The System Bites Back

John Cutler
Jun 18 · 4 min read

One of the thorny challenges when attempting to improve a system optimized for high WIP, is that it is almost never as simple as “visualize work and lower WIP!” Nor is it always about factors external to the team. Expect deep, and seemingly irrational resistance. Why? Consider what the system is currently optimized for:

  • The system is optimized for saying yes and starting. The shift to saying “not now” (and focusing on finishing) is painful.
  • New people (often senior team members) have been hired with the express understanding that they’ll “get stuff done” and have access to product development capacity. Explaining that you can’t work on “their thing” is hard. It is easier to say yes to everyone and play Tetris. No one likes starting a new job and not being able to make progress.
  • Suddenly you’ll have team members with “nothing to do” which is always an uncomfortable feeling. Sure you can address this with encouraging them to help other teams in need and/or “small stuff” queues but you often find resistance (“I wasn’t hired to do that, I was hired to do my job!”)
  • High WIP situations sometimes devolve into the “10 teams of 5 are actually 50 teams of 1” problem…namely individual backlogs, and individuals maxed out. So, you aren’t dealing with 10 teams working things. You are dealing with 50 individuals.
  • Countless structures and rituals exist to manage all of that work in progress. Consider the management functions that have thrived because there’s a need to figure out how to keep utilization high…to nail down estimates, have long meetings to juggle dependencies, and to “protect” teams because they are so busy. Reducing WIP changes the game.
  • You are changing the focus from local optimization to a more global perspective. Unearthing the real dependencies in a system — especially if teams have kept the veneer of autonomy — is hard.
  • Even the phrase “lowering work in progress” sounds risky. I remember a CEO saying something like “Are you really ****ing saying we can only do three things at once? That is crazy!” That sounds aggressive on their part, but what if the org has been managing to do 10 things at once (just a ton slower)?
  • Pull-based systems challenge some notions of “stretch goals”. Technically, the system cannot be overloaded. “How do you get people to push their limits?”
  • There’s a good chance you’ll look at the work on the roadmap (or backlog, or whatever) and admit that you can’t really work on the top priority items. That is not an easy pill to swallow.
  • High WIP means large planning inventories and people getting in the habit of spending a lot of time in meetings planning what’s next. Shifting the focus changes their day-to-day.
  • An inevitable conclusion is that you need to either 1) hire in a particular area, or 2) focus on resolving debt in a particular area. Neither are easy. Chances are people have been advocating for hiring, but it hasn’t happened. Same with the debt. So now you’re expected to actually address the issues that have caused contention…but now with everything visualized and out in the open.
  • Some individuals have thrived due to their ability to “game” the system to their advantage (and find ways around the congestion). More transparency challenges the status quo.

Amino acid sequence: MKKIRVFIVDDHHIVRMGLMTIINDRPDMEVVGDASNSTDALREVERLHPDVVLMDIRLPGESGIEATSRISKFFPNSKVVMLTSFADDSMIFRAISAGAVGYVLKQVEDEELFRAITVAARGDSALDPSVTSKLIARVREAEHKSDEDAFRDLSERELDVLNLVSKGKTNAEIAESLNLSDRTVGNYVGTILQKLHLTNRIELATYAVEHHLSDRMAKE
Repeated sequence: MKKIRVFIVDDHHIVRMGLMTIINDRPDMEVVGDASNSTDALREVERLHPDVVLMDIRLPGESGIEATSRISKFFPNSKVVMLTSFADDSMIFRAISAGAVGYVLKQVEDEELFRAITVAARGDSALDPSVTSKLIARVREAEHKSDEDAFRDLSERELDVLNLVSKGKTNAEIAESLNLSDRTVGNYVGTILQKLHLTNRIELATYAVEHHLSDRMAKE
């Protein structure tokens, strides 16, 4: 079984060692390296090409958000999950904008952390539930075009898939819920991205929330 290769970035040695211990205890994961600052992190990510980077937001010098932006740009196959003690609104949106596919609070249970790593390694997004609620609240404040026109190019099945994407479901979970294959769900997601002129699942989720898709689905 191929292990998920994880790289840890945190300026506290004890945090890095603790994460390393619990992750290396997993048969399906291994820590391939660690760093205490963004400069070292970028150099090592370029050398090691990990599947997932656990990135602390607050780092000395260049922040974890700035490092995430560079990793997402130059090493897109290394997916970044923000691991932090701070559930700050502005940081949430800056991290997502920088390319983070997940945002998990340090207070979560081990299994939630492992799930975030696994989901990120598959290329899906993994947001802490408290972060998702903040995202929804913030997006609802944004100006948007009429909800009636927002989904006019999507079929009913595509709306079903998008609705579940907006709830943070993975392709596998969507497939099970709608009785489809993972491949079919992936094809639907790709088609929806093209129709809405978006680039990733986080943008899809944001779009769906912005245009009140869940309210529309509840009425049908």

• Similarly, you’ll find an informal, ad-hoc way to make certain things go quickly. This gets exposed, and there’s a backlash. Great example: the CEO “fast-track”. Now, you’re needing to tell the CEO that this fast-track has been slowing everything else down.
  • Confrontation is hard. By keeping WIP high, teams have avoided confrontation and hard decisions. Now they need to face those decisions. Simply visualizing the work can force difficult discussions.
  • Heroics predominate and some people like heroics (and some organizations reward heroics).
  • To game a high WIP situation, one approach is push large batches into the system. Might as well, right? While you get the chance? So, even when you lower WIP, you’ll still have these batches lingering for long periods of time. Swarming will not be easy at first. So…after advocating for the shift, things will take JUST AS LONG, which is disheartening.
  • Simply slowing down to take stock of the actual work in progress is painful given how overloaded people are. It feels like an imposition. It feels like “process overhead” while teams are drowning under the current workload. Unless the team truly carves out the time to do this extra work, it will eat into the day-to-day.
  • In high WIP environments there is typically a lot of side-channel/invisible work. You would think that surfacing this work would be a form of catharsis. Here it is! But the added scrutiny often brings unintended side-effects. People feel like they’re under a microscope, and fear micro-management. In many cases, they’ve bubbled up the pain this work causes in the past, and nothing has really happened. So…surfacing it seems to open up old wounds.
  • There is a stigma when one team is singled out as “the bottleneck”. Teams have grown accustomed to working around the problem, and now you suddenly have to face the fact that a single team (or individual, or dynamic) has been rate-limiting the whole organization. There’s a tendency to place blame, when meanwhile this poor team has been maxed out.

So…keep these things in mind when the system bites back!

John Cutler

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Multiple hat-wearer. Prod dev nut. I love wrangling complex problems and answering the why with qual/quant data. @johncutlefish on Twitter.